US stocks struggle to recover from Evergrande rout while investors await the outcome of Fed meeting

Traders work at the trading floor in the New York Stock Exchange on Aug. 19, 2021.
New York Stock Exchange on Aug. 19, 2021.

US stocks struggled to regain their footing Tuesday following a brutal sell-off sparked by beleaguered Chinese developer Evergrande during Monday’s session. Investors, meanwhile, are awaiting the outcome of the Federal Reserve’s two-day Federal Open Market Committee meeting beginning that kicked off on Tuesday.

The Dow Jones Industrial Average and S&P 5oo both ended lower, while the Nasdaq eked out a gain.

Here’s where US indexes stood at the 4:00 p.m. close on Tuesday:

“Financial markets have Evergrande as the top story and will enter wait-and-see mode until a meaningful update from the Chinese government,” Edward Moya, senior market analyst at foreign exchange firm Oanda, said in a note Tuesday. “The Evergrande story won’t lead to contagion in the US but there are so many questions about who will be protected once China says ‘enough’ and swoops in.”

Evergrande, China’s second-largest property developer, has more than $300 billion in liabilities and could miss key interest payments due Thursday. There are no signs yet that the Chinese government will step in to save the company.

On top of Evergrande concerns, investors are anxious about the Federal Reserve’s potential tapering of stimulus and the risk of a prolonged period of inflation.

While several analysts, including those at BlackRock Investment Institute, do not expect Fed Chair Jerome Powell to announce any policy change this month, they are still keeping a close eye on any signal of how he plans to scale back monetary support, which includes tapering asset purchases.

“We expect the Fed to start normalizing policy rates in 2023, a much slower pace than market pricing for lift-off in 2022 indicates,” the BlackRock analysts said in a note.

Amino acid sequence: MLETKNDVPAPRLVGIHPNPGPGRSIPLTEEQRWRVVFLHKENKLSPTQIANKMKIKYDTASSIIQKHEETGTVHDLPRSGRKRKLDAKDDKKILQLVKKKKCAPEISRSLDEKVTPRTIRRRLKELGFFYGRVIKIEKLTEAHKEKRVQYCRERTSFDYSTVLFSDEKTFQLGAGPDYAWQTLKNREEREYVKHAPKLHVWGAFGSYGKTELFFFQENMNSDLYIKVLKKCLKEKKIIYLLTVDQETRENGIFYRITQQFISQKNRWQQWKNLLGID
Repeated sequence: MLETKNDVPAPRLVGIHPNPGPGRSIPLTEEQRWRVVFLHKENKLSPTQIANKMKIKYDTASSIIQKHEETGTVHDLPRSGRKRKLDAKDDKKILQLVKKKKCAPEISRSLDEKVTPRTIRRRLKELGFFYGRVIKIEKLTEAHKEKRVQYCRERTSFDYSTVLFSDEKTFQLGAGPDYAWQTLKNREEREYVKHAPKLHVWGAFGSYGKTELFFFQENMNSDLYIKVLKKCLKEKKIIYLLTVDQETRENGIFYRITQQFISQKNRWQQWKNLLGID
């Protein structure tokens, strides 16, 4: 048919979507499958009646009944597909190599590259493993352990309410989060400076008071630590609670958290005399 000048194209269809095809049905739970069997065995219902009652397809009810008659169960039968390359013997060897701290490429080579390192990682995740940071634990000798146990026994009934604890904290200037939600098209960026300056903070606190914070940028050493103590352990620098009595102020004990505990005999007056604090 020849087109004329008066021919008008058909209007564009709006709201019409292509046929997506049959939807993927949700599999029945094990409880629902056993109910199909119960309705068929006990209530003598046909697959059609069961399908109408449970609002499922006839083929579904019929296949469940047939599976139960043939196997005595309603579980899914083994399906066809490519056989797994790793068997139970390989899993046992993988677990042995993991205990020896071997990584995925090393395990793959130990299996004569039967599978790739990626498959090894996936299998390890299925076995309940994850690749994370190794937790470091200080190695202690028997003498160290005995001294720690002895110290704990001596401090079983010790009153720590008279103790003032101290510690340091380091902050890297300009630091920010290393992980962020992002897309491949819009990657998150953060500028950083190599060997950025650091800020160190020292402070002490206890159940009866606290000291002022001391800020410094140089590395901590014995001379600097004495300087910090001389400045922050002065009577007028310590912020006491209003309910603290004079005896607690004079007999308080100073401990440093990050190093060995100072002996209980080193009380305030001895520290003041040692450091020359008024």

Another issue that might be discussed, according to Moya, is the multi-million-dollar stock purchases of Dallas and Boston Federal Reserve presidents Robert Kaplan and Eric Rosengren, which involved purchases of big-name firms like Apple, Alibaba, and Tesla.

“If the Fed struggles to deal with intensifying scrutiny after their ethics review, the FOMC could lose two of its hawkish members,” Moya said.

Elsewhere, Fintech firm Revolut plans to offer commission-free stock trading to US clients as the London-based startup takes on rivals like Robinhood and Square amid a boom in retail investing, CNBC first reported Tuesday.

In cryptocurrencies, the US Department of the Treasury on Tuesday revealed it will sanction Russian-owned Suex for its role in laundering financial transactions for ransomware actors, marking the first time the agency has ever blacklisted a cryptocurrency exchange.

Meanwhile, Binance, the world’s largest cryptocurrency exchange, is shutting down cryptocurrency derivative products for existing customers in Australia by the end of the year, the latest bid by the exchange to appease regulators.

Bitcoin hovered just above $42,000 after a broader cryptocurrency sell-off Monday.

Oil prices rebounded. West Texas Intermediate crude climbed 0.31%, to $70.51 per barrel. Brent crude, oil’s international benchmark, rose 0.88%, to $74.57 per barrel.

Gold jumped 0.56%, to $1,774.99 per ounce.